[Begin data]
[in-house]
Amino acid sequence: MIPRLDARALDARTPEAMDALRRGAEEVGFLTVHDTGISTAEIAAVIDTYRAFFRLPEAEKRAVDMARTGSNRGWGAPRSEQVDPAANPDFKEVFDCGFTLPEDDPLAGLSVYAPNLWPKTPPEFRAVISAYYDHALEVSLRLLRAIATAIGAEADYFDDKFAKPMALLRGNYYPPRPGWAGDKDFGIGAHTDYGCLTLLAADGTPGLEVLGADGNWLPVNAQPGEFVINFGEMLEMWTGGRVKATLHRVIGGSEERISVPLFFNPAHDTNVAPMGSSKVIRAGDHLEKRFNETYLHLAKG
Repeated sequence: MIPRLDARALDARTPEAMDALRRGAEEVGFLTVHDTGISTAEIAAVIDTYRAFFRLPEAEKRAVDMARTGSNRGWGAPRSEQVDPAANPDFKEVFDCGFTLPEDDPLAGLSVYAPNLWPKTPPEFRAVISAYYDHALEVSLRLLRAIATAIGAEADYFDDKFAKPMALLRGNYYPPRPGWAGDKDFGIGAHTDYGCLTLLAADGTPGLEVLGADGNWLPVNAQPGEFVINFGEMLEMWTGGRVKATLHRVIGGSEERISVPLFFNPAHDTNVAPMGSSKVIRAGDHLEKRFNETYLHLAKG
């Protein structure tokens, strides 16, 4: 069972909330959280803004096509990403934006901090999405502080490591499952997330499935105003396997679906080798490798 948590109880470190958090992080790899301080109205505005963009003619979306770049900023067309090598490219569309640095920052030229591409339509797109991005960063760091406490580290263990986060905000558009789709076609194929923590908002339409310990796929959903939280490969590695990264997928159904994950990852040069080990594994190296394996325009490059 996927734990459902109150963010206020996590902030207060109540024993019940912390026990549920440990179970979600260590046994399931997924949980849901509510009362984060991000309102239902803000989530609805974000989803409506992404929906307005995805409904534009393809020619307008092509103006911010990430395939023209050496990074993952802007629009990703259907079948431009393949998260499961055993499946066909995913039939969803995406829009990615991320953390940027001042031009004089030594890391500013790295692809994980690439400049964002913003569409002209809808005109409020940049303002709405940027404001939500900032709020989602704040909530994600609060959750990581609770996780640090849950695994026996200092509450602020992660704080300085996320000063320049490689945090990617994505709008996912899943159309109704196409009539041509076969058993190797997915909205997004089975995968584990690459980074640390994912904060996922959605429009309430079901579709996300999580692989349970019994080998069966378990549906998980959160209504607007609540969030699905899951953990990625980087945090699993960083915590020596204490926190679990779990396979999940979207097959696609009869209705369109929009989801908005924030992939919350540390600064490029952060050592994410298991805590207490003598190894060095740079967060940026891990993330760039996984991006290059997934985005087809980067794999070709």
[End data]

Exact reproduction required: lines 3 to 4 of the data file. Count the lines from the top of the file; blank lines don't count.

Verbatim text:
Repeated sequence: MIPRLDARALDARTPEAMDALRRGAEEVGFLTVHDTGISTAEIAAVIDTYRAFFRLPEAEKRAVDMARTGSNRGWGAPRSEQVDPAANPDFKEVFDCGFTLPEDDPLAGLSVYAPNLWPKTPPEFRAVISAYYDHALEVSLRLLRAIATAIGAEADYFDDKFAKPMALLRGNYYPPRPGWAGDKDFGIGAHTDYGCLTLLAADGTPGLEVLGADGNWLPVNAQPGEFVINFGEMLEMWTGGRVKATLHRVIGGSEERISVPLFFNPAHDTNVAPMGSSKVIRAGDHLEKRFNETYLHLAKG
């Protein structure tokens, strides 16, 4: 069972909330959280803004096509990403934006901090999405502080490591499952997330499935105003396997679906080798490798 948590109880470190958090992080790899301080109205505005963009003619979306770049900023067309090598490219569309640095920052030229591409339509797109991005960063760091406490580290263990986060905000558009789709076609194929923590908002339409310990796929959903939280490969590695990264997928159904994950990852040069080990594994190296394996325009490059 996927734990459902109150963010206020996590902030207060109540024993019940912390026990549920440990179970979600260590046994399931997924949980849901509510009362984060991000309102239902803000989530609805974000989803409506992404929906307005995805409904534009393809020619307008092509103006911010990430395939023209050496990074993952802007629009990703259907079948431009393949998260499961055993499946066909995913039939969803995406829009990615991320953390940027001042031009004089030594890391500013790295692809994980690439400049964002913003569409002209809808005109409020940049303002709405940027404001939500900032709020989602704040909530994600609060959750990581609770996780640090849950695994026996200092509450602020992660704080300085996320000063320049490689945090990617994505709008996912899943159309109704196409009539041509076969058993190797997915909205997004089975995968584990690459980074640390994912904060996922959605429009309430079901579709996300999580692989349970019994080998069966378990549906998980959160209504607007609540969030699905899951953990990625980087945090699993960083915590020596204490926190679990779990396979999940979207097959696609009869209705369109929009989801908005924030992939919350540390600064490029952060050592994410298991805590207490003598190894060095740079967060940026891990993330760039996984991006290059997934985005087809980067794999070709």